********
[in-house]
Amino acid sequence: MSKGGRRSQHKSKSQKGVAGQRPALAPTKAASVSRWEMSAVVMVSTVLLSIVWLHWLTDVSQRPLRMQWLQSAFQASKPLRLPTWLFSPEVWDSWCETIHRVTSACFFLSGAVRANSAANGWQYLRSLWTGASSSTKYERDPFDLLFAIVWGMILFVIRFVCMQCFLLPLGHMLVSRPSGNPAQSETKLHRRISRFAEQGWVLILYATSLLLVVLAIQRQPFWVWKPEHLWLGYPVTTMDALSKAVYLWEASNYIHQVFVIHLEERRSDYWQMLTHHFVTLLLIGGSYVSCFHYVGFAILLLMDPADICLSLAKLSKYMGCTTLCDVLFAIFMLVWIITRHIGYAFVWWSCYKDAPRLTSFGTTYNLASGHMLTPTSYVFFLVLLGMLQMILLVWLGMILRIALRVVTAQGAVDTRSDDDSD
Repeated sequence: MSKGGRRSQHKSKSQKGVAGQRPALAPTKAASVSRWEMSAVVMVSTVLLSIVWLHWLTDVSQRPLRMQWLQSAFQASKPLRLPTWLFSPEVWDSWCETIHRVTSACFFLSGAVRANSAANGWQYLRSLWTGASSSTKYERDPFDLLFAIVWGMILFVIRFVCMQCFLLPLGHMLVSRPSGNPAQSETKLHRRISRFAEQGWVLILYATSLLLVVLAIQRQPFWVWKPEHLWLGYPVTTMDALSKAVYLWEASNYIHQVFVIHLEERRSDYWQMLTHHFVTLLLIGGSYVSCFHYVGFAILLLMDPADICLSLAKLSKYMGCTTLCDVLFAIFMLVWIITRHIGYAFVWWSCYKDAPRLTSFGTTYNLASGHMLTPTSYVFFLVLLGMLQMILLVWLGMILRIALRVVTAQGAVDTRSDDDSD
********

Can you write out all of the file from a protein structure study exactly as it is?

[in-house]
Amino acid sequence: MSKGGRRSQHKSKSQKGVAGQRPALAPTKAASVSRWEMSAVVMVSTVLLSIVWLHWLTDVSQRPLRMQWLQSAFQASKPLRLPTWLFSPEVWDSWCETIHRVTSACFFLSGAVRANSAANGWQYLRSLWTGASSSTKYERDPFDLLFAIVWGMILFVIRFVCMQCFLLPLGHMLVSRPSGNPAQSETKLHRRISRFAEQGWVLILYATSLLLVVLAIQRQPFWVWKPEHLWLGYPVTTMDALSKAVYLWEASNYIHQVFVIHLEERRSDYWQMLTHHFVTLLLIGGSYVSCFHYVGFAILLLMDPADICLSLAKLSKYMGCTTLCDVLFAIFMLVWIITRHIGYAFVWWSCYKDAPRLTSFGTTYNLASGHMLTPTSYVFFLVLLGMLQMILLVWLGMILRIALRVVTAQGAVDTRSDDDSD
Repeated sequence: MSKGGRRSQHKSKSQKGVAGQRPALAPTKAASVSRWEMSAVVMVSTVLLSIVWLHWLTDVSQRPLRMQWLQSAFQASKPLRLPTWLFSPEVWDSWCETIHRVTSACFFLSGAVRANSAANGWQYLRSLWTGASSSTKYERDPFDLLFAIVWGMILFVIRFVCMQCFLLPLGHMLVSRPSGNPAQSETKLHRRISRFAEQGWVLILYATSLLLVVLAIQRQPFWVWKPEHLWLGYPVTTMDALSKAVYLWEASNYIHQVFVIHLEERRSDYWQMLTHHFVTLLLIGGSYVSCFHYVGFAILLLMDPADICLSLAKLSKYMGCTTLCDVLFAIFMLVWIITRHIGYAFVWWSCYKDAPRLTSFGTTYNLASGHMLTPTSYVFFLVLLGMLQMILLVWLGMILRIALRVVTAQGAVDTRSDDDSD